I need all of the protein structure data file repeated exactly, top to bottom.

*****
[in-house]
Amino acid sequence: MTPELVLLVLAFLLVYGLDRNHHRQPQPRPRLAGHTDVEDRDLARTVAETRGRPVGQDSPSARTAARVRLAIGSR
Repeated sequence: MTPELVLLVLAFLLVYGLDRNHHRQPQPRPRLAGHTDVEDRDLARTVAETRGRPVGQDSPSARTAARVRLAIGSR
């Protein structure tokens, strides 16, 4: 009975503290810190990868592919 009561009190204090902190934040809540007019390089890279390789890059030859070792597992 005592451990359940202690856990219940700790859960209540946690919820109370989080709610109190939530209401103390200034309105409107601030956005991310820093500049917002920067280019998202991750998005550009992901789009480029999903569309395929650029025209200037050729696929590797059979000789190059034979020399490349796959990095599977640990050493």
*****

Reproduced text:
[in-house]
Amino acid sequence: MTPELVLLVLAFLLVYGLDRNHHRQPQPRPRLAGHTDVEDRDLARTVAETRGRPVGQDSPSARTAARVRLAIGSR
Repeated sequence: MTPELVLLVLAFLLVYGLDRNHHRQPQPRPRLAGHTDVEDRDLARTVAETRGRPVGQDSPSARTAARVRLAIGSR
């Protein structure tokens, strides 16, 4: 009975503290810190990868592919 009561009190204090902190934040809540007019390089890279390789890059030859070792597992 005592451990359940202690856990219940700790859960209540946690919820109370989080709610109190939530209401103390200034309105409107601030956005991310820093500049917002920067280019998202991750998005550009992901789009480029999903569309395929650029025209200037050729696929590797059979000789190059034979020399490349796959990095599977640990050493």